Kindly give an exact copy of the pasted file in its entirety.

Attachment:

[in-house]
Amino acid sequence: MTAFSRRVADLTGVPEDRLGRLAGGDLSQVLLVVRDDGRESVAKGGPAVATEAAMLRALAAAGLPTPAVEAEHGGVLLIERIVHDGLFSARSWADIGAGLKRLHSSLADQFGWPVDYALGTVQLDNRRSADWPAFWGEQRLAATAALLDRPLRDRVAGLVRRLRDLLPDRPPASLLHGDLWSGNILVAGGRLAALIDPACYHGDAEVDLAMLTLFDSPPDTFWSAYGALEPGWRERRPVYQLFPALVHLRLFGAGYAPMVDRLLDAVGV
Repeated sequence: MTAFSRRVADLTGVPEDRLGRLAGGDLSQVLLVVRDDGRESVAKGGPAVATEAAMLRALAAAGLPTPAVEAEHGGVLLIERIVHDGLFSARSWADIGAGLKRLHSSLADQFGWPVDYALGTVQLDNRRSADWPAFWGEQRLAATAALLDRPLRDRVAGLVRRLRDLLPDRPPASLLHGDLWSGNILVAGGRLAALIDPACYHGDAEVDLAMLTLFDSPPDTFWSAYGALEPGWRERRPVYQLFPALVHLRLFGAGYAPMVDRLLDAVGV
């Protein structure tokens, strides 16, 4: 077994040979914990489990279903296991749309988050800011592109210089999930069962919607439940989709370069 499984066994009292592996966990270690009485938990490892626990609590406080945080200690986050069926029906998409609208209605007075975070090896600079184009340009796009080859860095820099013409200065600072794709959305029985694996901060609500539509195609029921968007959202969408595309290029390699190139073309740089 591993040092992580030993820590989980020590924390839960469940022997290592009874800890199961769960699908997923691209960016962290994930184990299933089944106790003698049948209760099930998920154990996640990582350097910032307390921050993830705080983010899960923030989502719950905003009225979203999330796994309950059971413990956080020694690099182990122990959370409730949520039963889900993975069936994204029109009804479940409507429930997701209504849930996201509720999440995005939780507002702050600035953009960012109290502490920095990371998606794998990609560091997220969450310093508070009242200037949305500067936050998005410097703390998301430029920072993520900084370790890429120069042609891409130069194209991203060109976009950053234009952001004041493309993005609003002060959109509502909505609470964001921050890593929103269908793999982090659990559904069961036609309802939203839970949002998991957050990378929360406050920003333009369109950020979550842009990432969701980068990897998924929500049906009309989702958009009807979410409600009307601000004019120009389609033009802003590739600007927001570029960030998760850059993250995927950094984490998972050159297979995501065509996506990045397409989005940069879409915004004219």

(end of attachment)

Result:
[in-house]
Amino acid sequence: MTAFSRRVADLTGVPEDRLGRLAGGDLSQVLLVVRDDGRESVAKGGPAVATEAAMLRALAAAGLPTPAVEAEHGGVLLIERIVHDGLFSARSWADIGAGLKRLHSSLADQFGWPVDYALGTVQLDNRRSADWPAFWGEQRLAATAALLDRPLRDRVAGLVRRLRDLLPDRPPASLLHGDLWSGNILVAGGRLAALIDPACYHGDAEVDLAMLTLFDSPPDTFWSAYGALEPGWRERRPVYQLFPALVHLRLFGAGYAPMVDRLLDAVGV
Repeated sequence: MTAFSRRVADLTGVPEDRLGRLAGGDLSQVLLVVRDDGRESVAKGGPAVATEAAMLRALAAAGLPTPAVEAEHGGVLLIERIVHDGLFSARSWADIGAGLKRLHSSLADQFGWPVDYALGTVQLDNRRSADWPAFWGEQRLAATAALLDRPLRDRVAGLVRRLRDLLPDRPPASLLHGDLWSGNILVAGGRLAALIDPACYHGDAEVDLAMLTLFDSPPDTFWSAYGALEPGWRERRPVYQLFPALVHLRLFGAGYAPMVDRLLDAVGV
């Protein structure tokens, strides 16, 4: 077994040979914990489990279903296991749309988050800011592109210089999930069962919607439940989709370069 499984066994009292592996966990270690009485938990490892626990609590406080945080200690986050069926029906998409609208209605007075975070090896600079184009340009796009080859860095820099013409200065600072794709959305029985694996901060609500539509195609029921968007959202969408595309290029390699190139073309740089 591993040092992580030993820590989980020590924390839960469940022997290592009874800890199961769960699908997923691209960016962290994930184990299933089944106790003698049948209760099930998920154990996640990582350097910032307390921050993830705080983010899960923030989502719950905003009225979203999330796994309950059971413990956080020694690099182990122990959370409730949520039963889900993975069936994204029109009804479940409507429930997701209504849930996201509720999440995005939780507002702050600035953009960012109290502490920095990371998606794998990609560091997220969450310093508070009242200037949305500067936050998005410097703390998301430029920072993520900084370790890429120069042609891409130069194209991203060109976009950053234009952001004041493309993005609003002060959109509502909505609470964001921050890593929103269908793999982090659990559904069961036609309802939203839970949002998991957050990378929360406050920003333009369109950020979550842009990432969701980068990897998924929500049906009309989702958009009807979410409600009307601000004019120009389609033009802003590739600007927001570029960030998760850059993250995927950094984490998972050159297979995501065509996506990045397409989005940069879409915004004219």